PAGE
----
Written by John Anderson
Radio & Records
#1 (1 week)
October 23, 1992
An environmentalist’s plea becomes John Anderson’s most acclaimed hit single.
The Road to No. 1
Following his comeback No. 1, “Straight Tequila Night,” Anderson returned to the top five with “When it Comes to You,” a Mark Knopfler cover. BNA then sent the title track of Seminole Wind to radio, and it returned him to the top.
The No. 1
Environmentalist numbers aren’t usually associated with country music, and that’s a bit surprising, given how the genre celebrates rural life and the great outdoors. When encroachments on either are mourned, the target of ire is usually urbanization and those dastardly city folk.
But maybe country singers are reluctant to go down this road because they’d have a hell of a time topping John Anderson’s “Seminole Wind,” which effortlessly weaves together a narrative of Native American history and his personal ties to their ancestral land with a harrowing look at the tensions between the natural and artificial elements of Florida Everglades topography.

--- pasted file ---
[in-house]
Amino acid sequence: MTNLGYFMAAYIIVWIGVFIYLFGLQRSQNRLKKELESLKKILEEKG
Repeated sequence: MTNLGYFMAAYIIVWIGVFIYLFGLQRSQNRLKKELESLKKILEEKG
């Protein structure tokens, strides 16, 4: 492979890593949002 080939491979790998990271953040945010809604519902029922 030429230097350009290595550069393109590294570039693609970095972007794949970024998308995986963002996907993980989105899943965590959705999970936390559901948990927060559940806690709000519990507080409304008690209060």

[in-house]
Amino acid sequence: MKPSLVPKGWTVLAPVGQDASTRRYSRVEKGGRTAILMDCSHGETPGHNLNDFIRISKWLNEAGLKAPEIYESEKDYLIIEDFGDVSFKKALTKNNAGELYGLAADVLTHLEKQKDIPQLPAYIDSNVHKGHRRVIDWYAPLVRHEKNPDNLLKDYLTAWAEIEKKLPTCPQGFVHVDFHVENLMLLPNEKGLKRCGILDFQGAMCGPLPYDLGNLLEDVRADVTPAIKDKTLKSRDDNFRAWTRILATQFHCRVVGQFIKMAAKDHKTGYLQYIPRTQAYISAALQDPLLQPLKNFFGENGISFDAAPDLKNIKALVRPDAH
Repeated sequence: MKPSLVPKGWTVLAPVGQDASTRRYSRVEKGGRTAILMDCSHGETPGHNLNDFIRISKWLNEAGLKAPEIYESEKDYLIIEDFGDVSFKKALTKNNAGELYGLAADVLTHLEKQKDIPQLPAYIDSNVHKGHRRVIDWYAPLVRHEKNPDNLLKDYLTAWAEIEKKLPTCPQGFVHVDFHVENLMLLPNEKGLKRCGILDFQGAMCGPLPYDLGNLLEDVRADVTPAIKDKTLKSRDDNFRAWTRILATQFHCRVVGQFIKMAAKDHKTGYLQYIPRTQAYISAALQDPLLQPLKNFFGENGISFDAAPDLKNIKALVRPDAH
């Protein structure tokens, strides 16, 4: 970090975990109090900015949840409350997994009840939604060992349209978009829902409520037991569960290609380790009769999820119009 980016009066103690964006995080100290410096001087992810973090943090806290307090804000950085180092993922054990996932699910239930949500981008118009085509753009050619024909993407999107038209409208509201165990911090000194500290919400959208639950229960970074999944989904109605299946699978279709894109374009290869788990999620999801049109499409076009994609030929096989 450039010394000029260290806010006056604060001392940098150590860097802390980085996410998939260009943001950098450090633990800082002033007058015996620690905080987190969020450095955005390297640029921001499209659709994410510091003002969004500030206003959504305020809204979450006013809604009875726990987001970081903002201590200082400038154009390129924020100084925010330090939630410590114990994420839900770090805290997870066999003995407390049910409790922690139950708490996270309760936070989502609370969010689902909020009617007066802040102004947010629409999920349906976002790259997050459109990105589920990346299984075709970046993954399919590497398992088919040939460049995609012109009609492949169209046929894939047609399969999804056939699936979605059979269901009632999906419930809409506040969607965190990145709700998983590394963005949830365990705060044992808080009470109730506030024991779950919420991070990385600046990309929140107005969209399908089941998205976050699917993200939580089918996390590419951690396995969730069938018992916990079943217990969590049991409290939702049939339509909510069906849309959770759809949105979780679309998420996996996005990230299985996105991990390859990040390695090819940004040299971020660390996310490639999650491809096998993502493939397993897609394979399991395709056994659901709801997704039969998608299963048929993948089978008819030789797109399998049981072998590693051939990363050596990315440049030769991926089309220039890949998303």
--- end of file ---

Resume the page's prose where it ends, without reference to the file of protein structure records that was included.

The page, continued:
It sounds like a tiresome political science lecture described like that, but it’s anything but that as a record. It’s a soaring, gorgeously melodic song that fully capitalizes on the idiosyncratic features of Anderson’s unique vocal style. Effective use of piano and fiddle heighten the emotional impact, but it’s Anderson’s performance that shines the brightest.
The Road From No. 1
“Seminole Wind” earned CMA nominations for Song and Music Video of the Year in 1993, along with a nod for Anderson in the Male Vocalist race. These were his first CMA nominations in nine years. Seminole Wind went on to sell over two million copies, producing another top ten hit – “Let Go of the Stone” – before Anderson moved on to his next album, Solid Ground. The lead single would be his final No. 1 single. We’ll cover it when we get to 1993.
“Seminole Wind” gets an A.
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